As many know, Pennsylvania has some strange and confusing liquor laws. As a result, though, they are getting wine vending machines in grocery stores.
What I find interesting along with the silly laws is the technology they are using, and it’s potential for additional applications.
The machines are about the size of four large refrigerators, though the wines are kept at room temperature. An ATM-type device sits at one end.
A customer chooses a wine on a touch-screen display, swipes an ID, blows into an alcohol sensor (no contact with the machine is required) and looks into a surveillance camera. A state employee in Harrisburg remotely approves the sale after verifying the buyer isn’t drunk and matches the photo ID.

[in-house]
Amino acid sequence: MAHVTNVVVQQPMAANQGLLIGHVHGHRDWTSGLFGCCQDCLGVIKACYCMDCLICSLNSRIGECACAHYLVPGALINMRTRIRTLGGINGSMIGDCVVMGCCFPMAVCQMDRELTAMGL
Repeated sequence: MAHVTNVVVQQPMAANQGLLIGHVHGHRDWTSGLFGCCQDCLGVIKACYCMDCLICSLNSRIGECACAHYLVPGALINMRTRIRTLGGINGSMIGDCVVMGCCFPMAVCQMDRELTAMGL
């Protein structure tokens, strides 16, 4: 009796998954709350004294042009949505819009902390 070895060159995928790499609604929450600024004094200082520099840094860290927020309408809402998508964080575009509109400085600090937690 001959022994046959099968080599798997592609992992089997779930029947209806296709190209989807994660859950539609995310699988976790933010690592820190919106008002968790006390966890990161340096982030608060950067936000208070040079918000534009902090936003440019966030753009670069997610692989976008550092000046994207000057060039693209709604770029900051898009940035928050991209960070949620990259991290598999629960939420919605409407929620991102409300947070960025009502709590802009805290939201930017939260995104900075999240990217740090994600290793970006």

State officials say the process takes 20 seconds. The kiosks only take credit or debit cards, and they’re closed on Sundays and holidays. A “convenience fee” of $1 would be added after the pilot phase.
The machine got a warm reception at Giant, where customers asked lots of questions and perused brochures describing the 53 available wines, from Argentine malbecs to California merlots.
Simple Brands President Jim Lesser doesn’t anticipate much business from connoisseurs, but they’re not the targeted demographic.
“They were developed for the average consumer who wants a nice bottle of wine with their steak and seafood,” Lesser said.
Japan and Europe have beer vending machines, but Lesser said the self-serve alcohol concept probably wouldn’t have worked in the U.S. until now. Today, he noted, Americans use kiosks for everything from buying movie tickets to checking in for airplane flights.
Exit surveys show customers like the wine kiosks’ convenience and easy use, and early sales have exceeded expectations, said Lesser. Eventually, the machines may be seen in other states, he said.
It would be easier to just eliminate the restrictions on liquor purchases in the state, but it’s a neat idea.